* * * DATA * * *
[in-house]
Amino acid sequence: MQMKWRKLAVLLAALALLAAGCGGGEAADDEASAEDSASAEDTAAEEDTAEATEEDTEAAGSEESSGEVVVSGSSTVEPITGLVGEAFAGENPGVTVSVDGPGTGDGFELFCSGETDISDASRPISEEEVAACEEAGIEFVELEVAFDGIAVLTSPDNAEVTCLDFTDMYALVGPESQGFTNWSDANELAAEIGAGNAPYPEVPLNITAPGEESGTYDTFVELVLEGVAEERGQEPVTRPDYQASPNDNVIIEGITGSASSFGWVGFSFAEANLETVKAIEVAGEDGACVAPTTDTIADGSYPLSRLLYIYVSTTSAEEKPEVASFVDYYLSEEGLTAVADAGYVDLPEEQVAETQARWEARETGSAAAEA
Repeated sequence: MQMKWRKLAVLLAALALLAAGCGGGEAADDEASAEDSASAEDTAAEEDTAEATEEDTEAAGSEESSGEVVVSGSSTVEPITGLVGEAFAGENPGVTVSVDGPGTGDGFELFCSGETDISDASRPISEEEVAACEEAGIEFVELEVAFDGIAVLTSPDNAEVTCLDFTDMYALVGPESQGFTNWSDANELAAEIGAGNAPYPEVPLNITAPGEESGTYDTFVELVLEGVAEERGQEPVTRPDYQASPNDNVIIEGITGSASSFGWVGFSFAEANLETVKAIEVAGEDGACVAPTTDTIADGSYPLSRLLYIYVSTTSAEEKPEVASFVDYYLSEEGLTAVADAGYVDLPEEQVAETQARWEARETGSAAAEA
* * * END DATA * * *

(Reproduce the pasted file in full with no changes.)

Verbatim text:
[in-house]
Amino acid sequence: MQMKWRKLAVLLAALALLAAGCGGGEAADDEASAEDSASAEDTAAEEDTAEATEEDTEAAGSEESSGEVVVSGSSTVEPITGLVGEAFAGENPGVTVSVDGPGTGDGFELFCSGETDISDASRPISEEEVAACEEAGIEFVELEVAFDGIAVLTSPDNAEVTCLDFTDMYALVGPESQGFTNWSDANELAAEIGAGNAPYPEVPLNITAPGEESGTYDTFVELVLEGVAEERGQEPVTRPDYQASPNDNVIIEGITGSASSFGWVGFSFAEANLETVKAIEVAGEDGACVAPTTDTIADGSYPLSRLLYIYVSTTSAEEKPEVASFVDYYLSEEGLTAVADAGYVDLPEEQVAETQARWEARETGSAAAEA
Repeated sequence: MQMKWRKLAVLLAALALLAAGCGGGEAADDEASAEDSASAEDTAAEEDTAEATEEDTEAAGSEESSGEVVVSGSSTVEPITGLVGEAFAGENPGVTVSVDGPGTGDGFELFCSGETDISDASRPISEEEVAACEEAGIEFVELEVAFDGIAVLTSPDNAEVTCLDFTDMYALVGPESQGFTNWSDANELAAEIGAGNAPYPEVPLNITAPGEESGTYDTFVELVLEGVAEERGQEPVTRPDYQASPNDNVIIEGITGSASSFGWVGFSFAEANLETVKAIEVAGEDGACVAPTTDTIADGSYPLSRLLYIYVSTTSAEEKPEVASFVDYYLSEEGLTAVADAGYVDLPEEQVAETQARWEARETGSAAAEA